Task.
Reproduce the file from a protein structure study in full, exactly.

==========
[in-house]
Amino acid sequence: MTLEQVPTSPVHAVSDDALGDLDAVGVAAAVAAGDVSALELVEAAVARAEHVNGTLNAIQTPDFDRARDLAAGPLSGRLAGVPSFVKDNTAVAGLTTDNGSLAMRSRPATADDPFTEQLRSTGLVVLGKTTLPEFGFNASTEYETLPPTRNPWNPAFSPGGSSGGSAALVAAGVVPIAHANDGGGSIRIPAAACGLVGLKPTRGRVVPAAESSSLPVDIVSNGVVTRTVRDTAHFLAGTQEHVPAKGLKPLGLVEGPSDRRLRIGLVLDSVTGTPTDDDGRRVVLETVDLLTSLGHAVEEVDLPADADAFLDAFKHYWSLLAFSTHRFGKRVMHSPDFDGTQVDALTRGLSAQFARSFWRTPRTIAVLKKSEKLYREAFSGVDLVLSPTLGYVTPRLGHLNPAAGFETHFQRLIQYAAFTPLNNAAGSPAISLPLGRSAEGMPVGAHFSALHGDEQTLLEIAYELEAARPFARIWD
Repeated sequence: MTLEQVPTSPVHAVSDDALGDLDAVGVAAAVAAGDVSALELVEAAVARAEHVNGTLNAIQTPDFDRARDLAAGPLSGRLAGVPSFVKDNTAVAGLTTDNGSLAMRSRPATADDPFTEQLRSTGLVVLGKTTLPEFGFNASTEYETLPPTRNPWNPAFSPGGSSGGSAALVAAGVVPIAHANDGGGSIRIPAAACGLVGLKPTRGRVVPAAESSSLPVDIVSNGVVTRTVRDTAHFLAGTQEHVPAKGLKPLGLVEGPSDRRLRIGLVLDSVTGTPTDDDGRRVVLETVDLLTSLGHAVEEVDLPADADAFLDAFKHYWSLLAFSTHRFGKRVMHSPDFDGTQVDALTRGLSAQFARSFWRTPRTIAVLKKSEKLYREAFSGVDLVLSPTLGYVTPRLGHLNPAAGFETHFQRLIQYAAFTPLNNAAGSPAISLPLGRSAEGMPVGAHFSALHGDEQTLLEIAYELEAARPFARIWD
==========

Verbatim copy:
[in-house]
Amino acid sequence: MTLEQVPTSPVHAVSDDALGDLDAVGVAAAVAAGDVSALELVEAAVARAEHVNGTLNAIQTPDFDRARDLAAGPLSGRLAGVPSFVKDNTAVAGLTTDNGSLAMRSRPATADDPFTEQLRSTGLVVLGKTTLPEFGFNASTEYETLPPTRNPWNPAFSPGGSSGGSAALVAAGVVPIAHANDGGGSIRIPAAACGLVGLKPTRGRVVPAAESSSLPVDIVSNGVVTRTVRDTAHFLAGTQEHVPAKGLKPLGLVEGPSDRRLRIGLVLDSVTGTPTDDDGRRVVLETVDLLTSLGHAVEEVDLPADADAFLDAFKHYWSLLAFSTHRFGKRVMHSPDFDGTQVDALTRGLSAQFARSFWRTPRTIAVLKKSEKLYREAFSGVDLVLSPTLGYVTPRLGHLNPAAGFETHFQRLIQYAAFTPLNNAAGSPAISLPLGRSAEGMPVGAHFSALHGDEQTLLEIAYELEAARPFARIWD
Repeated sequence: MTLEQVPTSPVHAVSDDALGDLDAVGVAAAVAAGDVSALELVEAAVARAEHVNGTLNAIQTPDFDRARDLAAGPLSGRLAGVPSFVKDNTAVAGLTTDNGSLAMRSRPATADDPFTEQLRSTGLVVLGKTTLPEFGFNASTEYETLPPTRNPWNPAFSPGGSSGGSAALVAAGVVPIAHANDGGGSIRIPAAACGLVGLKPTRGRVVPAAESSSLPVDIVSNGVVTRTVRDTAHFLAGTQEHVPAKGLKPLGLVEGPSDRRLRIGLVLDSVTGTPTDDDGRRVVLETVDLLTSLGHAVEEVDLPADADAFLDAFKHYWSLLAFSTHRFGKRVMHSPDFDGTQVDALTRGLSAQFARSFWRTPRTIAVLKKSEKLYREAFSGVDLVLSPTLGYVTPRLGHLNPAAGFETHFQRLIQYAAFTPLNNAAGSPAISLPLGRSAEGMPVGAHFSALHGDEQTLLEIAYELEAARPFARIWD